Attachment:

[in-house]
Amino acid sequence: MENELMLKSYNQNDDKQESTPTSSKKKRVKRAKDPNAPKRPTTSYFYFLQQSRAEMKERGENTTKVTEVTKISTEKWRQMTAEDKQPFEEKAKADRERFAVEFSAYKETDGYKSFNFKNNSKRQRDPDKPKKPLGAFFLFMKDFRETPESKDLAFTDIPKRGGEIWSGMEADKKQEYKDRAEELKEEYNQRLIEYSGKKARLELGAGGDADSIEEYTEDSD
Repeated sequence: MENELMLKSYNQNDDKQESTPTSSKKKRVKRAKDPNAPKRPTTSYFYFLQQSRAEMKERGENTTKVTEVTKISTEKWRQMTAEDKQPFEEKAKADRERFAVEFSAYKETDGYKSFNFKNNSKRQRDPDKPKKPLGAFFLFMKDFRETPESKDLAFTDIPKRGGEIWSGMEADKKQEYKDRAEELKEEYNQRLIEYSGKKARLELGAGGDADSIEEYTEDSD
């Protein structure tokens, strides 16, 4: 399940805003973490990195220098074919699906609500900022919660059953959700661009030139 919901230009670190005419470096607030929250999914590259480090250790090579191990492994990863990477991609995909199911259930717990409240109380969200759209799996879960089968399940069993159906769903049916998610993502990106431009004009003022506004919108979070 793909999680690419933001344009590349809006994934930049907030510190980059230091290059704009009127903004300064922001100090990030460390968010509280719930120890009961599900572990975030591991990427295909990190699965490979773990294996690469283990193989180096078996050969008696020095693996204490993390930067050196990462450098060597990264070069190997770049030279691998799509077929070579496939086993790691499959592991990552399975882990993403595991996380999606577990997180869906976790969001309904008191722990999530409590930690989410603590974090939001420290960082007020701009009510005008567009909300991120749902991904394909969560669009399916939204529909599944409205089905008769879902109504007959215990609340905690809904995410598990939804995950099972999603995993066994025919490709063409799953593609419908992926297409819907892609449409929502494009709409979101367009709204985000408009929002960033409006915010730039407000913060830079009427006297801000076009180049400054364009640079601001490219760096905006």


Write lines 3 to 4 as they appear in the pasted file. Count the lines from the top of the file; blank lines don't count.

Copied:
Repeated sequence: MENELMLKSYNQNDDKQESTPTSSKKKRVKRAKDPNAPKRPTTSYFYFLQQSRAEMKERGENTTKVTEVTKISTEKWRQMTAEDKQPFEEKAKADRERFAVEFSAYKETDGYKSFNFKNNSKRQRDPDKPKKPLGAFFLFMKDFRETPESKDLAFTDIPKRGGEIWSGMEADKKQEYKDRAEELKEEYNQRLIEYSGKKARLELGAGGDADSIEEYTEDSD
């Protein structure tokens, strides 16, 4: 399940805003973490990195220098074919699906609500900022919660059953959700661009030139 919901230009670190005419470096607030929250999914590259480090250790090579191990492994990863990477991609995909199911259930717990409240109380969200759209799996879960089968399940069993159906769903049916998610993502990106431009004009003022506004919108979070 793909999680690419933001344009590349809006994934930049907030510190980059230091290059704009009127903004300064922001100090990030460390968010509280719930120890009961599900572990975030591991990427295909990190699965490979773990294996690469283990193989180096078996050969008696020095693996204490993390930067050196990462450098060597990264070069190997770049030279691998799509077929070579496939086993790691499959592991990552399975882990993403595991996380999606577990997180869906976790969001309904008191722990999530409590930690989410603590974090939001420290960082007020701009009510005008567009909300991120749902991904394909969560669009399916939204529909599944409205089905008769879902109504007959215990609340905690809904995410598990939804995950099972999603995993066994025919490709063409799953593609419908992926297409819907892609449409929502494009709409979101367009709204985000408009929002960033409006915010730039407000913060830079009427006297801000076009180049400054364009640079601001490219760096905006």